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Happiness

Life is like jazz.
Much of it is improvised
We cannot control all the variables
We must live it with panache and flair,
Regardless of what it throws at us.

Check out International Jazz Day which is on April 30th. Just over. But well, plan for next year’s.
http://www.unesco.org/new/en/jazz-day

We can love our family and pray for their happiness.
We can give advice and help when needed
But we can neither make decisions for them
Nor make them act the way we want them to.
There are many things we cannot control in life.
That includes those closest to us.

Haemin Sunim, “The Things You Can See Only when You Slow Down”
Translated by Chi-Young Kim

I’m at a little cafe “Tiann’s” in Tiong Bahru doing my weekly marketing in the wet market.

I ordered two lattes, each costing $6.50 pricier than the delicious wanton noodles we had for breakfast. I’m going to nurse this latte.

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I want to know. How do you trick your brain into exercising?

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Look at this young overachiever at the recent car-free Sunday in the Central Business District.

Ready for Young’s suggestions?

1. Meditative Pace allows development of ideas

Charles Darwin’s strolls in Kent were important in development of ideas. The world’s greatest naturalist was a collector of stones. Not just a love of nature or departing from the maddening crowd. It’s “exercise in reflection – a kind of moving meditation”.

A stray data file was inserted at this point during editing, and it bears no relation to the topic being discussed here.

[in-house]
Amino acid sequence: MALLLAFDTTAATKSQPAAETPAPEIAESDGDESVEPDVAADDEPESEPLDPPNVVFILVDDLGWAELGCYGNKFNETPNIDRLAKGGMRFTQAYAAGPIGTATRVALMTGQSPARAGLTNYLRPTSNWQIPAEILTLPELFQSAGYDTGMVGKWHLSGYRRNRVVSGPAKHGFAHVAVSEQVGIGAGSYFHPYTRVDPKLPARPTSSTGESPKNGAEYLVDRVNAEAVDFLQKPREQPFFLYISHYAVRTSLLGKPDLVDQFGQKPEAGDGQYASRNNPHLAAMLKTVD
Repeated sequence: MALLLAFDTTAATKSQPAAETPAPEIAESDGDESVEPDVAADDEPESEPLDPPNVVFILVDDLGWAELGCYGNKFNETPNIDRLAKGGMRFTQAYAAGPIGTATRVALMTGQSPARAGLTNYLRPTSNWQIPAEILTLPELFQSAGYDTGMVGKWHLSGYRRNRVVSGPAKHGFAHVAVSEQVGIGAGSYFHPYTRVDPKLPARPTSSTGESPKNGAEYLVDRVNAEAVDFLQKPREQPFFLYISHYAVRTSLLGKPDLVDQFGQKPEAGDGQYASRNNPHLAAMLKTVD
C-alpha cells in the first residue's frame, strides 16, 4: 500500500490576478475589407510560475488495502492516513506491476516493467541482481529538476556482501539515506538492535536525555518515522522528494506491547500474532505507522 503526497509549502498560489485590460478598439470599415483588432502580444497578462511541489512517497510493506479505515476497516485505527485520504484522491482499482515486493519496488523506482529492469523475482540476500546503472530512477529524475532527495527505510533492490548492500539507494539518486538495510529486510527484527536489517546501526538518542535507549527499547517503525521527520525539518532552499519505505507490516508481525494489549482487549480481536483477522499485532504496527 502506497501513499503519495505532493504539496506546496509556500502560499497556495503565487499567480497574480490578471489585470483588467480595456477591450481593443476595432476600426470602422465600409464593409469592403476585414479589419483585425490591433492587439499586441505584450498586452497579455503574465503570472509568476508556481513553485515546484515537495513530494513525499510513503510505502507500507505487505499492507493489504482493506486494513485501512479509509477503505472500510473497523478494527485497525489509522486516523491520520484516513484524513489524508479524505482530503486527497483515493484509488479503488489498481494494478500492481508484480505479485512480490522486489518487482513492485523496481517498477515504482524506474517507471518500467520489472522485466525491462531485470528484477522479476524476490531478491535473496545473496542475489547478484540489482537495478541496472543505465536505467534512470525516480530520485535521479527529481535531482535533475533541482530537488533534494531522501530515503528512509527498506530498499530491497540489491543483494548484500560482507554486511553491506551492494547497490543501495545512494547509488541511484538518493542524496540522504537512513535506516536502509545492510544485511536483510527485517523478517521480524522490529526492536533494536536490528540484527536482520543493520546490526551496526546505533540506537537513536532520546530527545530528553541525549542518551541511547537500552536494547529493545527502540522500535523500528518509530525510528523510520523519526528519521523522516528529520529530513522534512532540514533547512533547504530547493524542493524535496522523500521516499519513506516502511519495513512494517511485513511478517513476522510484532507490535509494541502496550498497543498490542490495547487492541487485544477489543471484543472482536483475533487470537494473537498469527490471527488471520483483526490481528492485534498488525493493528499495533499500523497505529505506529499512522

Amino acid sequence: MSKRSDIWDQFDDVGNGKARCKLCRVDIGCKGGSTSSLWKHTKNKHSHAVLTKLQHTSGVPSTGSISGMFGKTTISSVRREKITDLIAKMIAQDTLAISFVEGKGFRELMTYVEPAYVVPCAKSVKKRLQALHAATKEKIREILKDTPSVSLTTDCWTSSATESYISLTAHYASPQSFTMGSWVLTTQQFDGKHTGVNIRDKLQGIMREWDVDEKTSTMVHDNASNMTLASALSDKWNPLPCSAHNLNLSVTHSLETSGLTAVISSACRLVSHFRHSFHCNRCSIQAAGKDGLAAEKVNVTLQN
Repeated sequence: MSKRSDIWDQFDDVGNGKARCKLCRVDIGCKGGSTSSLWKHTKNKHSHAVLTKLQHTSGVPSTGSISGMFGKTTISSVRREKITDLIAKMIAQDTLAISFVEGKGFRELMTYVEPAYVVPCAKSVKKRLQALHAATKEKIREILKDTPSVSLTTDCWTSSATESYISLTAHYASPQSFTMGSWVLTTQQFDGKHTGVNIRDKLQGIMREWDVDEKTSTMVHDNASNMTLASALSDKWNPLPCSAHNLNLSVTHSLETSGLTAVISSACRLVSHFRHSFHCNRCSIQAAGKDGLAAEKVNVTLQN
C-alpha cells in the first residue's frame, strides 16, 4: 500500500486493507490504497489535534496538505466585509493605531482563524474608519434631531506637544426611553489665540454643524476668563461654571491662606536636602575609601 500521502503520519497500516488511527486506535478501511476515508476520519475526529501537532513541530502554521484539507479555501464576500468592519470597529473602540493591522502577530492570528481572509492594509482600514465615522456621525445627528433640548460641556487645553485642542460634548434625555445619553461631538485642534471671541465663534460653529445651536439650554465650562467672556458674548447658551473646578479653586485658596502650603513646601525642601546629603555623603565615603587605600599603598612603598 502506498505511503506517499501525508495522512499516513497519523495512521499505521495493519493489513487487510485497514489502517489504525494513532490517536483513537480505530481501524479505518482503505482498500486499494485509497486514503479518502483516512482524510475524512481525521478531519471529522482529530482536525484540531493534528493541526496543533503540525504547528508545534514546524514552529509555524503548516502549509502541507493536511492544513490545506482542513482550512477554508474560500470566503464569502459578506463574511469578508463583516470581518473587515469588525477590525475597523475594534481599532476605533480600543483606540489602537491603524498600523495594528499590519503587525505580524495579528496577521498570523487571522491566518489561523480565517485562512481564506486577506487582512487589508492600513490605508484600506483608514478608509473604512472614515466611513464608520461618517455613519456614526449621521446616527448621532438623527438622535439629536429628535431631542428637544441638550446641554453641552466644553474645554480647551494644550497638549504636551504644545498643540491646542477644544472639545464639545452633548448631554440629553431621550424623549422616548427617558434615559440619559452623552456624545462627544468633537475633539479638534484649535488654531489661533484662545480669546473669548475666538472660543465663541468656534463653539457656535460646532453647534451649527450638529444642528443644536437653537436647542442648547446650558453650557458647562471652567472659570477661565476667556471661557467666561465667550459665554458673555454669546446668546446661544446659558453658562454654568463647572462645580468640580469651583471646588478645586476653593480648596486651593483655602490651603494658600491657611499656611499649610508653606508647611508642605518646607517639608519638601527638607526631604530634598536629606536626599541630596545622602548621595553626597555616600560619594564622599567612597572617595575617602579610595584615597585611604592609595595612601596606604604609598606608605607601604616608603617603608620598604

According to Young, exercise encourages innovation and problem-solving. He doesn’t refer you to these studies for you to digest and chew but presents ideas for consumption.

Walking (and jogging), rather than other forms of sports, is at a “more contemplative pace” and allows your senses to interplay with a tactile , vibrant world (as long as you’re not in a gym. But then you can read on your ipad or watch the news as I’m prone to do.)

This allows for a mood for creativity. If you’re walking on the streets of city life, try doing so without headphones, cautioned Young to prevent pedestrian deaths.

Loosen your mind and give it interesting things to contemplate in this state.

2. Vigorous sports promotes a sense of self

In recounting Homer’s Illiad and Odyssey, Young presents that in addition to toning muscles and increasing the heart’s efficency, exercise and competitions offers a firmer idea of “self” associated with bodily effort. Giving us someone to beat and offering us a comparison “self against others”.

Even if you’re an onlooker, we feel the pleasure in our success. (I guess for the team you’re rooting for. Is that the reason why so many people watch football? Not just for betting.)

Unlike Greek gods, we humans have a short life span. “The gods may feel no sorrow, but as should be accounted happy and worthy of song if boldness and power have gained him the greatest prize for the might of hand and foot.”

Pride in exercise. Not just fitness but a keen sense of our responsibility. We cannot wait for God to give us our souls – the self is something we must continually and consciously create.